No one could accuse me of being fast. I have been in a wheelchair now for 2.5 years and I realised the other day, the wheelchair is my mobility. Yes, I know, earth shattering. Bear with me, what I mean by that is, it’s how I move around. Another earth shattering revelation. Sounds obvious, but here’s a thing, when you are on your feet walking, you just… well walk. If you want to go somewhere you don’t think about it consciously you just do it. In a power wheelchair and I assume a manual, you have to take a separate action to go somewhere. In my case a joystick. So I am sitting in my chair and I want to turn around and fetch something behind me. I have to push the lever right or left and rotate the chair. All this might sound really straightforward and simple. But think for a moment, it’s an extra level of action to achieve a simple result. I want something just out of my reach, I can’t just swivel and get it I must power the chair around to get it. Something is a little too far ahead of me to reach, I have to push the joystick forward to move the chair and therefore me in reach. It was that realisation which hit me the other day. I no longer rely on my body to get me to somewhere, I am relying on a machine. Just a quick aside, I guess as babies we learn to use our bodies as a kind of machine to do what our brain wants. By the time we are an adult it’s automatic. But a wheelchair is never going to be s smooth and intuitive as the human body.
The dawning of that realisation was quite powerful for me and caught me out. I had to stop and process it. Because it means so much more than it sounds. It is about independence, mobility, reliance, technology, artificial movement, disconnection between aim and action, re learning movement and a whole lot more.
These days most aeroplanes are operated by a ‘fly by wire’ system. What that means is that when a pilot pushes a lever or operates the steering yoke, that movement has no direct connection to the thing it will move. Instead it sends a signal to a microprocessor which eventually tells the ailerons, wheels, brakes or whatever what to do. That may not sound important or significant, but think of it this way. When you steer your car, the steering wheel turns a physical ratchet that turns the wheels, yes with power steering you get assistance, but it is still a physical connection. When you operate your car brakes you push onto a pedal that compresses fluid that directly presses onto brake pads, again yes there is assistance built into the system. There may well be high tech cars that are more like aeroplanes. The point I am making is that when you do something which is one step removed from he physical there is a disconnect. You experience what I mean when you operate your computer or smart phone and it doesn’t respond immediately. You know how frustrating that feels. Pressing on a mouse or the screen and nothing happens. Some may argue that an electronic interface is faster and better than a direct input from a driver or pilot. Certainly I can’t see any way a pilot could directly pull a lever and operate the gigantic ailerons on a modern jet. Although whenever I find my computer freezing up I do wonder at the sense of that argument. It does rather put me off the idea of self driving cars. I think I would like to see a PC or smart phone that works 100% of the time before I put my life in the hands of a computer driver. But my point isn’t what is better, just the fact there is a disconnection. We can accept that with machines. But when it is our own body, it’s harder to accept. The distance between action and reaction, aim and result can feel a long way.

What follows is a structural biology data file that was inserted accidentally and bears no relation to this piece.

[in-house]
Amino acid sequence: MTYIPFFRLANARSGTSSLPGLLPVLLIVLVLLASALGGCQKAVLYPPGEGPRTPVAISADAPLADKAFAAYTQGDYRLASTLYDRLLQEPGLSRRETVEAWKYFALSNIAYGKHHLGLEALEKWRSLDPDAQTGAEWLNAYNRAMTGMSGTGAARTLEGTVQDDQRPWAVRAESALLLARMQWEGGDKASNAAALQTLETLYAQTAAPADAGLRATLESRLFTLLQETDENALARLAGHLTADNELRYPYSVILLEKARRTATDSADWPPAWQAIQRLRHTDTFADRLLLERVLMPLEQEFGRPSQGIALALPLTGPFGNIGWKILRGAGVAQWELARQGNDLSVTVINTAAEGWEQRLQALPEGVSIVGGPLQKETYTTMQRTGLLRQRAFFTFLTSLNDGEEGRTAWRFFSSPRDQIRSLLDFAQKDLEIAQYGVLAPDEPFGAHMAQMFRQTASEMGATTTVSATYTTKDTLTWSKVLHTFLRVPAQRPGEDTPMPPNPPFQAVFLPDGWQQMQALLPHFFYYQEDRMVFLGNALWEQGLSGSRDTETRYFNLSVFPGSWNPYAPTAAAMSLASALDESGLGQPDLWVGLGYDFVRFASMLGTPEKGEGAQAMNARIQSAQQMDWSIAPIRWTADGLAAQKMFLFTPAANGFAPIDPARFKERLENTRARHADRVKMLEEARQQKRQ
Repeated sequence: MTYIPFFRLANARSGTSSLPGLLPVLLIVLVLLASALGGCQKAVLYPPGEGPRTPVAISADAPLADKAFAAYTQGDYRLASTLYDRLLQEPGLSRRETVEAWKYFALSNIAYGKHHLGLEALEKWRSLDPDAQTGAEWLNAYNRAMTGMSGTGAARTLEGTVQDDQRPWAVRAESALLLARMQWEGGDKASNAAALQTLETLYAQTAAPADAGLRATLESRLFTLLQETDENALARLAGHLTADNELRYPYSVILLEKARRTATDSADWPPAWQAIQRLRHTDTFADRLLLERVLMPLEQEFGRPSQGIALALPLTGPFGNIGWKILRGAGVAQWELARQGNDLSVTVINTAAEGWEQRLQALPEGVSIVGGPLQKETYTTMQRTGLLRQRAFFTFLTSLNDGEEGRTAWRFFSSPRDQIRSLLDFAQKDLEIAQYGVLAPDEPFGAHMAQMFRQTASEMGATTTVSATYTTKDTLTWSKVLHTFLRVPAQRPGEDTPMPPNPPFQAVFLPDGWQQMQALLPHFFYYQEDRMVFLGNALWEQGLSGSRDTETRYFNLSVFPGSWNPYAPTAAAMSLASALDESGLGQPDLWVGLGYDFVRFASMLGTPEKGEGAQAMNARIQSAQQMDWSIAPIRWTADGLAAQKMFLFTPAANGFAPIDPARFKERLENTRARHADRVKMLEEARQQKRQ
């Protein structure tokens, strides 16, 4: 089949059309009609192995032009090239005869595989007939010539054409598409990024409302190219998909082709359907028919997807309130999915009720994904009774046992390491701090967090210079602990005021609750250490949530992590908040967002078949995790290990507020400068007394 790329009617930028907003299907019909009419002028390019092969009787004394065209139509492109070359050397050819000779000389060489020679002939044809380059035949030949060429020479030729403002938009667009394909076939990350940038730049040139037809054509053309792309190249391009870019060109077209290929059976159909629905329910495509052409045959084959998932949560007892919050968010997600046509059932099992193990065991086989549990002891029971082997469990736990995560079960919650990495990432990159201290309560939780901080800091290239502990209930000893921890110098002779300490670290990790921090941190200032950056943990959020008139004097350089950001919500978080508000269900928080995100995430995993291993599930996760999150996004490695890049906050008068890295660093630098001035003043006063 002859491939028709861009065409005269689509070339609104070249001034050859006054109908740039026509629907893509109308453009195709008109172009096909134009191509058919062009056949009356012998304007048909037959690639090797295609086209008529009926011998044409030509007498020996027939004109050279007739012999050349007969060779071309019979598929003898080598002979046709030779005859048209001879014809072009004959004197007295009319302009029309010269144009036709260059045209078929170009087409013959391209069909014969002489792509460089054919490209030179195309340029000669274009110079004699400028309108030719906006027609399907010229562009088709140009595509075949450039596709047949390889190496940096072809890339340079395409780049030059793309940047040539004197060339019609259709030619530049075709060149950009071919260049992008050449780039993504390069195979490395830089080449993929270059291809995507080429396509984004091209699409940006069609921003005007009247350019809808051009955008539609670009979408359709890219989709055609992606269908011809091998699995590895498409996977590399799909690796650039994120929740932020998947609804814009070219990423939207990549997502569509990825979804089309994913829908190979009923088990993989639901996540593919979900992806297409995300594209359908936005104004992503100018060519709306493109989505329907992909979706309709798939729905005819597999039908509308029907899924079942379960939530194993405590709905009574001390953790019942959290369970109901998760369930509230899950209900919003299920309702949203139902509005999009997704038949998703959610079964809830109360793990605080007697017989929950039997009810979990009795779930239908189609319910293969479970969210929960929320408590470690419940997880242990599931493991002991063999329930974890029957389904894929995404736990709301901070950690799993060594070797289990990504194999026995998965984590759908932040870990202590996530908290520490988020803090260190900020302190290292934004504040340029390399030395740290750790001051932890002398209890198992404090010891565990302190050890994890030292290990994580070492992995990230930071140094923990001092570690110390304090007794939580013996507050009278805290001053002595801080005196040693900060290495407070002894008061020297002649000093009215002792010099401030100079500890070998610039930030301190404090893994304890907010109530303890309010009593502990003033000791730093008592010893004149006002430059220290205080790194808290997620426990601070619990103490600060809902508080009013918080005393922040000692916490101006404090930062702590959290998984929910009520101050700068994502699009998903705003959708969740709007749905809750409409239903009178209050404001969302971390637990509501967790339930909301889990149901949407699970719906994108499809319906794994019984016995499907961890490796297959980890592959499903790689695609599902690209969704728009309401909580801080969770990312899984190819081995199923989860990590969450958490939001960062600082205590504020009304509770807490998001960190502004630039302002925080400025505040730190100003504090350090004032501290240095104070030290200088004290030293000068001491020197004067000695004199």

I was thinking the other morning just how complex and time consuming it is for me to get up. When you are disabled everything takes so long. That’s because equipment is needed to enhance, enable and complete the things I do. Mobility is really just one small part of that and my realisation the other morning was an eye opener for me. I hope I’ve lifted the lid on it a little for you.
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